Yorkshire coach Andrew Gale inspired to become an NHS volunteer
Last Updated: 02/04/20 4:44pm
Yorkshire coach Andrew Gale and his wife Kate have registered as NHS volunteers to help cope with the coronavirus pandemic.
Gale says he had been moved to offer his help after witnessing his sister, a respiratory nurse, work on the frontline of the health service.
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"I am hoping I will be accepted in the next 24 hours or so," he told Sky Sports News. "I'm lucky that I am fit and healthy and I am at an age where hopefully the virus wouldn't affect me too much.
"I've got time on my hands and my sister is a respiratory nurse, so I have seen what it is like for people on the front line and what a tremendous job they are doing.
"My wife has already been accepted, so she will download the app this afternoon and see the ways that she can help. Things such as picking medicine up from pharmacies, or shopping deliveries, whatever she can do for the NHS really."
'T20 must become cricket's priority on resumption'
Gale believes T20 cricket should take priority over other forms of the game if and when the sport is able to resume, believing the shorter format needs to be protected because of the money it brings in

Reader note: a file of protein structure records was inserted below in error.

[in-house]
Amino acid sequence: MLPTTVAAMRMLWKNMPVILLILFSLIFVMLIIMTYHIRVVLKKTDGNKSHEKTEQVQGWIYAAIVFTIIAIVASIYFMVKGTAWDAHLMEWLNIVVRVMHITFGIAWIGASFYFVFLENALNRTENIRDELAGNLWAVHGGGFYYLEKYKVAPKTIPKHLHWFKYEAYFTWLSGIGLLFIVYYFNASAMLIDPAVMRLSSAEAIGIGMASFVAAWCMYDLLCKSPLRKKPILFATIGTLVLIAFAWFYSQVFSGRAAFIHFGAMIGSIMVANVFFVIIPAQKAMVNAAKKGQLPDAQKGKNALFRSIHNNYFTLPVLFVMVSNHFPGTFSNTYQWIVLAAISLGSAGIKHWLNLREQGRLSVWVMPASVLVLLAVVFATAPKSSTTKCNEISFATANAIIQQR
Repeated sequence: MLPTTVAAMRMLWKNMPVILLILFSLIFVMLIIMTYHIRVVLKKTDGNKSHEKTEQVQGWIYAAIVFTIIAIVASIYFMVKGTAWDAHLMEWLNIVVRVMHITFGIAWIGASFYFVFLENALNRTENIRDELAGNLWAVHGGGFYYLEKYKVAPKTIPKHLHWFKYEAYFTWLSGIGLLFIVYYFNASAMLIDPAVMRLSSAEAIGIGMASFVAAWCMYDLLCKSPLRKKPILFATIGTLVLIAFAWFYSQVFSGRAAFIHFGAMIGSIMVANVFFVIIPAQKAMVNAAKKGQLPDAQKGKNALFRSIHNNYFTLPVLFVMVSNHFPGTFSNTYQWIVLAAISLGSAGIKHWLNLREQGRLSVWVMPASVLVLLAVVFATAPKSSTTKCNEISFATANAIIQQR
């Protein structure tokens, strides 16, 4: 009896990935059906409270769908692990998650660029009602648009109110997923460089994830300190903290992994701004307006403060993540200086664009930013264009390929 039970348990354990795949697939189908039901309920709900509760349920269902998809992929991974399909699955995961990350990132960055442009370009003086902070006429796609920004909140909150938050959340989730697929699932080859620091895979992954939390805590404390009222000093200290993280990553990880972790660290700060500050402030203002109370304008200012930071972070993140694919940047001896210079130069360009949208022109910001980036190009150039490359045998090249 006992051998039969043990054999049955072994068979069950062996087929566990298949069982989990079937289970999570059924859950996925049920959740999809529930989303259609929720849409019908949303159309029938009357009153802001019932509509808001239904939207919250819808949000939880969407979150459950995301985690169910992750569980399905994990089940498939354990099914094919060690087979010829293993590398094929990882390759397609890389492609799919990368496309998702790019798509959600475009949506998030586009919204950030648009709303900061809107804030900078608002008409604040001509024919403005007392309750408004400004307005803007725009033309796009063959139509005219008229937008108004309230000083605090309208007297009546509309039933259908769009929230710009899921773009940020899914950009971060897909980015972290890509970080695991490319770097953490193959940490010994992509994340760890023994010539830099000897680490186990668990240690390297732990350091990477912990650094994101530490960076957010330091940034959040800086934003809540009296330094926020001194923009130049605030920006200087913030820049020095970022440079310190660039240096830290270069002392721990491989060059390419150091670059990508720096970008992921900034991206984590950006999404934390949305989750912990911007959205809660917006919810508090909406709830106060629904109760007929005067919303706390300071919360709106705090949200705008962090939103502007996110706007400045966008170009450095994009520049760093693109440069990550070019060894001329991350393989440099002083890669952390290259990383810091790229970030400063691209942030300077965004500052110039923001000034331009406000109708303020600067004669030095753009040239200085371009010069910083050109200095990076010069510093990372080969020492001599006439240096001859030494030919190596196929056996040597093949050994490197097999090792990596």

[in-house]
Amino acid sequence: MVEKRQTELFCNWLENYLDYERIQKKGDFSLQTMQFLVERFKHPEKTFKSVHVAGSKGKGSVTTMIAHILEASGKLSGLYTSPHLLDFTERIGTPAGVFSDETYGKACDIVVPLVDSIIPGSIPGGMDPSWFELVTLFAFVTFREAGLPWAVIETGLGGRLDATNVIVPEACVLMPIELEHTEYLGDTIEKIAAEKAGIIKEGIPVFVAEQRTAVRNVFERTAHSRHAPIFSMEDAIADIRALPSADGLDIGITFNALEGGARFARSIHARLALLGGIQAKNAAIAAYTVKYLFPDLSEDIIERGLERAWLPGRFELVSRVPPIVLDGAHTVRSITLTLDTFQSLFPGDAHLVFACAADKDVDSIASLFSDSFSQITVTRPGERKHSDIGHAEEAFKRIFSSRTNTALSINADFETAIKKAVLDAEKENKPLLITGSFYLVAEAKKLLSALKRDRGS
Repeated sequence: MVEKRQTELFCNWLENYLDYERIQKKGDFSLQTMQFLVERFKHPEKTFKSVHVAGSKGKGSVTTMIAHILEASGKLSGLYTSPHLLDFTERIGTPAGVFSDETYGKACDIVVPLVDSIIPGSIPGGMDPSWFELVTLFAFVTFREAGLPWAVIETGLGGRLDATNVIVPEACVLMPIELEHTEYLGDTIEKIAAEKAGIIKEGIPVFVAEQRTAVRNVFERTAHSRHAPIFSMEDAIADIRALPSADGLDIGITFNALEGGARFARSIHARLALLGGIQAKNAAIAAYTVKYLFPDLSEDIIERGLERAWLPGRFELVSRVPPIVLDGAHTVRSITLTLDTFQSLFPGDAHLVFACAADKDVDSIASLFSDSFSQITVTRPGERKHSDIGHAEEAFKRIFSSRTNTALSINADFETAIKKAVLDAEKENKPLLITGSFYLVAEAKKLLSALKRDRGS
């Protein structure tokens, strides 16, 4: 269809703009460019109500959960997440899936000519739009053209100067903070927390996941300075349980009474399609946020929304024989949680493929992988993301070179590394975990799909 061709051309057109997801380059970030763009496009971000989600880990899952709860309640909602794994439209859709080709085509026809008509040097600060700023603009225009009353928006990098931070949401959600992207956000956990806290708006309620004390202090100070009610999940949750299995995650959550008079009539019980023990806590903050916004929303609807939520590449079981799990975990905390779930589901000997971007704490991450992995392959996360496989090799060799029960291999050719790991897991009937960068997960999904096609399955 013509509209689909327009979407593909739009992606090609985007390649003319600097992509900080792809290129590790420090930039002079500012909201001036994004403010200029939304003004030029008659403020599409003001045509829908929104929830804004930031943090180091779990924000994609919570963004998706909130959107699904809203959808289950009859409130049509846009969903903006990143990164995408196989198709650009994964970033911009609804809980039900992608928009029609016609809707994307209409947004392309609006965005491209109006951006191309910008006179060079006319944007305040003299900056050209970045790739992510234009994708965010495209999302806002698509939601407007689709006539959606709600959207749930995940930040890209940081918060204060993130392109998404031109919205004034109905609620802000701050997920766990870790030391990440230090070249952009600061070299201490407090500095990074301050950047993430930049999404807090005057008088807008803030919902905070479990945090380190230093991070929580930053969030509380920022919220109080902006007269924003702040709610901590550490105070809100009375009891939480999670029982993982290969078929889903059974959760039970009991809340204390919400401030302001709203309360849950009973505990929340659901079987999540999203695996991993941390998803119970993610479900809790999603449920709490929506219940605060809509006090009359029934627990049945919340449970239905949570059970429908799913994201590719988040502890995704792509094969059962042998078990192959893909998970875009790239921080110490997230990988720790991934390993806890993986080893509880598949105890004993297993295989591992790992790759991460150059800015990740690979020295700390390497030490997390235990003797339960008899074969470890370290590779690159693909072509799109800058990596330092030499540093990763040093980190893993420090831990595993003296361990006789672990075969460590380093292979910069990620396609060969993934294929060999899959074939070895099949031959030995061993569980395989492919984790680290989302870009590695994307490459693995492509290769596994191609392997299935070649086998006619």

"I think T20 cricket has got to come first. We have to make sure the TV money is still intact, a large chunk of that comes from T20 cricket," he said.
"I'm not sure we should play The Hundred, it may be a mistake, it's going to be an iconic tournament. To play that behind closed doors in its first year would be a mistake.
"There's a chance it could get cancelled at a later day because you can't fly some of the big names in from around the world and it won't be the spectacle it should be. First and foremost they have to protect T20 cricket because that is where the income is."
'Clubs must plan for cricket-less summer'
Gale echoed Sussex chief executive Rob Andrew in warning cricket clubs that they should all plan for a potential summer without any income from matches.
"It's certainly something we are thinking about," he said. "We went to Mumbai for our pre-season and only ended up staying one night because we feared the borders would be closed.
"At that point we thought if we miss the first month of the season, we'd still be able to cram all the fixtures in, but as time has gone on and we are seeing the number of people who are losing their lives, it's hard to see a way out of this at the minute. Cricket is sport, it's not people's lives.
"It'd be disastrous if we didn't get any cricket in, but it is something we definitely need to think about and plan for."